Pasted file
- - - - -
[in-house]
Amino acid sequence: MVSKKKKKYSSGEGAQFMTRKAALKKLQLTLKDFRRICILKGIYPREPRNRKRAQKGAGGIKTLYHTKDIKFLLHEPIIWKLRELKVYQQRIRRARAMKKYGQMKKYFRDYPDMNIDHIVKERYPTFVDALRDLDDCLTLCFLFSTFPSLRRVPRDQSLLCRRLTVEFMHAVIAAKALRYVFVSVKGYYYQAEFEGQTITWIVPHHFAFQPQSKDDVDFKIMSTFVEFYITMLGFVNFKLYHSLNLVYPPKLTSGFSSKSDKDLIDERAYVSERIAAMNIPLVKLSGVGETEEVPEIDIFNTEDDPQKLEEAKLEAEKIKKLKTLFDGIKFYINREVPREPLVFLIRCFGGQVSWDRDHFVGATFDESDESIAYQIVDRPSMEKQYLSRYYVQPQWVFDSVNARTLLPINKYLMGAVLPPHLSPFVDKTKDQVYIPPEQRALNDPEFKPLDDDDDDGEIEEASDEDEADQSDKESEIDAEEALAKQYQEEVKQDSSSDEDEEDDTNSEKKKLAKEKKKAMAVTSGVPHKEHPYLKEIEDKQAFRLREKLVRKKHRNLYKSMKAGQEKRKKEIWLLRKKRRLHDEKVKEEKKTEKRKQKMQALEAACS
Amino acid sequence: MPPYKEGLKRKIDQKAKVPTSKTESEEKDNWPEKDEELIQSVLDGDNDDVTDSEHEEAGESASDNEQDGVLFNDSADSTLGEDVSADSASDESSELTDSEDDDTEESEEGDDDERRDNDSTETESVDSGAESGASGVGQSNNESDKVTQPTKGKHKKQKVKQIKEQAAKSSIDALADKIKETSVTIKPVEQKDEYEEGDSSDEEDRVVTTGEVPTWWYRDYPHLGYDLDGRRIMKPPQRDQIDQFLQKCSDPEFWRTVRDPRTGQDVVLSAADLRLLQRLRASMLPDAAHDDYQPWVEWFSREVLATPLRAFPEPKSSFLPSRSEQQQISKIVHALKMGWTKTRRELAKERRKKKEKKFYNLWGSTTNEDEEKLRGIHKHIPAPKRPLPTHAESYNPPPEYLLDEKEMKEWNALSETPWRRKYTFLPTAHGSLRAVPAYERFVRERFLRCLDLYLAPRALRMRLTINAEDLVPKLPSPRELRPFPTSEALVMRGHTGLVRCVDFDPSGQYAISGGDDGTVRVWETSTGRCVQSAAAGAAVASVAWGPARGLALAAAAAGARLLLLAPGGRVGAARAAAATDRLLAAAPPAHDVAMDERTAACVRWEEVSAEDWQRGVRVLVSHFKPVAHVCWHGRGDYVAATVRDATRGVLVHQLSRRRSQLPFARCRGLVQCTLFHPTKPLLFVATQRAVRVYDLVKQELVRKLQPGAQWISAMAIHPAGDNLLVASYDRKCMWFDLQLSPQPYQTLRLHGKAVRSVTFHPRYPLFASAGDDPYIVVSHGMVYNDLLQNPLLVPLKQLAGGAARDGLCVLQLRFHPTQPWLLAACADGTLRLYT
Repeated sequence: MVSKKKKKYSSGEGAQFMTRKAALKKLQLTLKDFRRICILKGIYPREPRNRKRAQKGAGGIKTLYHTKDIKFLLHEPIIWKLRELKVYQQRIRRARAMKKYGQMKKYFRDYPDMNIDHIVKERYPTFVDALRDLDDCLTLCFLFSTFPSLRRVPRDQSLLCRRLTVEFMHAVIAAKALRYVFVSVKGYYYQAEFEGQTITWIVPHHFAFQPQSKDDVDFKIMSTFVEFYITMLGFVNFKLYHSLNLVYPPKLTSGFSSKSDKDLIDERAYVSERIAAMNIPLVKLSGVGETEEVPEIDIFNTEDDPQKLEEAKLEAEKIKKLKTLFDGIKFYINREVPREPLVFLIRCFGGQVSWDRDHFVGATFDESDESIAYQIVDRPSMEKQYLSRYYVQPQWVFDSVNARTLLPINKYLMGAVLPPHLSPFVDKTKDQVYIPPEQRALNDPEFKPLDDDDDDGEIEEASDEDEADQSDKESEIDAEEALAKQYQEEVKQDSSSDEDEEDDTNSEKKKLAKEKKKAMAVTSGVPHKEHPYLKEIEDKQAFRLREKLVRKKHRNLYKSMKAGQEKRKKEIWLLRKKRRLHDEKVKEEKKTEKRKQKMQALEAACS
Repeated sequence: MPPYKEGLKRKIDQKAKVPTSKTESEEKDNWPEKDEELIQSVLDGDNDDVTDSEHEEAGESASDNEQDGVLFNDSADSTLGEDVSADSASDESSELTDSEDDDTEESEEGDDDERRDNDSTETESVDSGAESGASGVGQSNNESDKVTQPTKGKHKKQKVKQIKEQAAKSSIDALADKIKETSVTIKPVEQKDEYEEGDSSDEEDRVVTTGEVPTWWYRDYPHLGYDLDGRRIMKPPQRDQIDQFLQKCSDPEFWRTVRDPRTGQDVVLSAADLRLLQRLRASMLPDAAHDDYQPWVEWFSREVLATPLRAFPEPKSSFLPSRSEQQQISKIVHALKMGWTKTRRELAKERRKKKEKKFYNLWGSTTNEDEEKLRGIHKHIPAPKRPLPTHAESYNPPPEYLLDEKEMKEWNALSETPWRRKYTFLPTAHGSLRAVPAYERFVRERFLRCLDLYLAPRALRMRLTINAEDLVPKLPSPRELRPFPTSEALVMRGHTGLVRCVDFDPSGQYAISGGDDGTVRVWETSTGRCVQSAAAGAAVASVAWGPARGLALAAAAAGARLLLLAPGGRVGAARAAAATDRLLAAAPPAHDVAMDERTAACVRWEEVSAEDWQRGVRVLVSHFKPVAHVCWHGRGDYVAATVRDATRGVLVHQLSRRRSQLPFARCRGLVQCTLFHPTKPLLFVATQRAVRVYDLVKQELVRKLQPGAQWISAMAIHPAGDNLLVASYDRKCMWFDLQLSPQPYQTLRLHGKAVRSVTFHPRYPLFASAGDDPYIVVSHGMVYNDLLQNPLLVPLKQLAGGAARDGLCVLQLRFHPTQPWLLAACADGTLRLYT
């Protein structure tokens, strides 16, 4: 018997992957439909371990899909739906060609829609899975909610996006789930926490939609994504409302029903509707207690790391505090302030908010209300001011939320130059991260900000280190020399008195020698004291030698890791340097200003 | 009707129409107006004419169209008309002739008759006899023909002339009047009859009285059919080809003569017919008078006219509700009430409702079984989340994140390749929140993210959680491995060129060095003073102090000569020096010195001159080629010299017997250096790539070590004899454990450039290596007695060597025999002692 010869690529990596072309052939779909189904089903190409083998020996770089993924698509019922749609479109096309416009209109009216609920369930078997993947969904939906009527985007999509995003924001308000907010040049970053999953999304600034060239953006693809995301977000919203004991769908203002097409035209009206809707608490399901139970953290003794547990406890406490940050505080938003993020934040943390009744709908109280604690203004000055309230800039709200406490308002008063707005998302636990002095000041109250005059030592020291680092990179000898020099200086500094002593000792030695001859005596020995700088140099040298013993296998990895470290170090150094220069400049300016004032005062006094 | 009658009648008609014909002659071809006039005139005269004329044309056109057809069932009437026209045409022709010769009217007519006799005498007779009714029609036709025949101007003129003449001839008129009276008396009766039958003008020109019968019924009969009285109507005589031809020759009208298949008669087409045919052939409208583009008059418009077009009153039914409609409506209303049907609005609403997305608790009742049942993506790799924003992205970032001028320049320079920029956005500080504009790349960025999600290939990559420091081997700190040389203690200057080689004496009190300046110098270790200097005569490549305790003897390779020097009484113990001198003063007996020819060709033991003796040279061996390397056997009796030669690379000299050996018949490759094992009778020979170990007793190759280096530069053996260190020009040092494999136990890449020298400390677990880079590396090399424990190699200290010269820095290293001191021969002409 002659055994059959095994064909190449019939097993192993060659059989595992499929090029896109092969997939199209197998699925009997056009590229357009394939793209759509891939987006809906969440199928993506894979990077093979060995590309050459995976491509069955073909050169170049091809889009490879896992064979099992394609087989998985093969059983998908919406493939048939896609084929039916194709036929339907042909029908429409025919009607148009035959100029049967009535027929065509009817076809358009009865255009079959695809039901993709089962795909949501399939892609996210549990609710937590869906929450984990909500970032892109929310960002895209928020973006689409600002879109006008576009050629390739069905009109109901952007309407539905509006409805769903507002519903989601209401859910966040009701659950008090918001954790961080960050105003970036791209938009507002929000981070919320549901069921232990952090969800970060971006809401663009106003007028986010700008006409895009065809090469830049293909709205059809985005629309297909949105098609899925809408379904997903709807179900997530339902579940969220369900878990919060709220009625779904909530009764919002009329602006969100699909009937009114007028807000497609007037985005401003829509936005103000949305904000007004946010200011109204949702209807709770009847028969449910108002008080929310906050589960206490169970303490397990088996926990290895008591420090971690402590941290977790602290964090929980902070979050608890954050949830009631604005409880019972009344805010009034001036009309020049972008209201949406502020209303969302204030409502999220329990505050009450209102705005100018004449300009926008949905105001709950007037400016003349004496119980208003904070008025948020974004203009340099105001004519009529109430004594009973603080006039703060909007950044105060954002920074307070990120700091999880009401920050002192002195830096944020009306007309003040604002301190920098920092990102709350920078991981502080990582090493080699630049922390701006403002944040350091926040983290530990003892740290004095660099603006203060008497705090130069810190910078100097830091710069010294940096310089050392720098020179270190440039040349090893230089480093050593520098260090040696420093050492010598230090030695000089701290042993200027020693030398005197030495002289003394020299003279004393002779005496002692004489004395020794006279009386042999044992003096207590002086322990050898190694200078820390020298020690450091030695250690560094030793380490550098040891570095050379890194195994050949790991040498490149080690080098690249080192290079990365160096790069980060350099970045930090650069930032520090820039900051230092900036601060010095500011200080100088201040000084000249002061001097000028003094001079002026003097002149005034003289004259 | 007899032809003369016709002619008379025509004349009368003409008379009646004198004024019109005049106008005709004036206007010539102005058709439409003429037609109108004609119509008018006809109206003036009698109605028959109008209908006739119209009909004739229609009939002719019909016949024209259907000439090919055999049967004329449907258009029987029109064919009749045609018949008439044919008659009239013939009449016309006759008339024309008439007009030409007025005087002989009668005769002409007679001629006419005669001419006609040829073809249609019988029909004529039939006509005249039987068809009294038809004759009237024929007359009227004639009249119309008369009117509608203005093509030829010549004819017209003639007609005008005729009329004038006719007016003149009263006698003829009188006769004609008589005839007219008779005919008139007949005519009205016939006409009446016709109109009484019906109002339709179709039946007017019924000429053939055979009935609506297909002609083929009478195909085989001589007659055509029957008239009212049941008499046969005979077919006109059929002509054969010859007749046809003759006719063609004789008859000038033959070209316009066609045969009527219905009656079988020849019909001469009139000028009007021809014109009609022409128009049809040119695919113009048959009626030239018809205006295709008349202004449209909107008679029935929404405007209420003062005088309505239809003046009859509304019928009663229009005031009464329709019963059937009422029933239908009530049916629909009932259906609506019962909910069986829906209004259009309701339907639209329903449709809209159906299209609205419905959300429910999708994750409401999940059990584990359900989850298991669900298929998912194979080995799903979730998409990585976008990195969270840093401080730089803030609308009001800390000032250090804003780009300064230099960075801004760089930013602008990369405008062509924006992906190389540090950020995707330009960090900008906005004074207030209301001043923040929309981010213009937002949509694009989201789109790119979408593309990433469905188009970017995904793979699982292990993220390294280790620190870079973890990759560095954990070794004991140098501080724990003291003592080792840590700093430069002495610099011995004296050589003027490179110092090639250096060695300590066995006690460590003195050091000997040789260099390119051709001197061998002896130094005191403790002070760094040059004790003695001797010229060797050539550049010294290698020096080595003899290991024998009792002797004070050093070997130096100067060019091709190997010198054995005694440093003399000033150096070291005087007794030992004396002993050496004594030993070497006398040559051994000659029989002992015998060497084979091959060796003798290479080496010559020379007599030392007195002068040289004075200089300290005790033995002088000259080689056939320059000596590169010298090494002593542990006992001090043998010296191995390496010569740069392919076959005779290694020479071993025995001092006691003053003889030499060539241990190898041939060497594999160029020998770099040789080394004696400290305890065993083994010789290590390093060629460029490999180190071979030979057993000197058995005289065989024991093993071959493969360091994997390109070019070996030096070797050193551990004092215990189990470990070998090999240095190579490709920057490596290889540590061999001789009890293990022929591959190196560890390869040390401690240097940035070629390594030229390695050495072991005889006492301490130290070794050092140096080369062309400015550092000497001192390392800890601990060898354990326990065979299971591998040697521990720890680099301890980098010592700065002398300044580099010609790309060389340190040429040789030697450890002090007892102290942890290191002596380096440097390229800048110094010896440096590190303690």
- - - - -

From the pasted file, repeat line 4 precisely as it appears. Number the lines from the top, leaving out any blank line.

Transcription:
Repeated sequence: MVSKKKKKYSSGEGAQFMTRKAALKKLQLTLKDFRRICILKGIYPREPRNRKRAQKGAGGIKTLYHTKDIKFLLHEPIIWKLRELKVYQQRIRRARAMKKYGQMKKYFRDYPDMNIDHIVKERYPTFVDALRDLDDCLTLCFLFSTFPSLRRVPRDQSLLCRRLTVEFMHAVIAAKALRYVFVSVKGYYYQAEFEGQTITWIVPHHFAFQPQSKDDVDFKIMSTFVEFYITMLGFVNFKLYHSLNLVYPPKLTSGFSSKSDKDLIDERAYVSERIAAMNIPLVKLSGVGETEEVPEIDIFNTEDDPQKLEEAKLEAEKIKKLKTLFDGIKFYINREVPREPLVFLIRCFGGQVSWDRDHFVGATFDESDESIAYQIVDRPSMEKQYLSRYYVQPQWVFDSVNARTLLPINKYLMGAVLPPHLSPFVDKTKDQVYIPPEQRALNDPEFKPLDDDDDDGEIEEASDEDEADQSDKESEIDAEEALAKQYQEEVKQDSSSDEDEEDDTNSEKKKLAKEKKKAMAVTSGVPHKEHPYLKEIEDKQAFRLREKLVRKKHRNLYKSMKAGQEKRKKEIWLLRKKRRLHDEKVKEEKKTEKRKQKMQALEAACS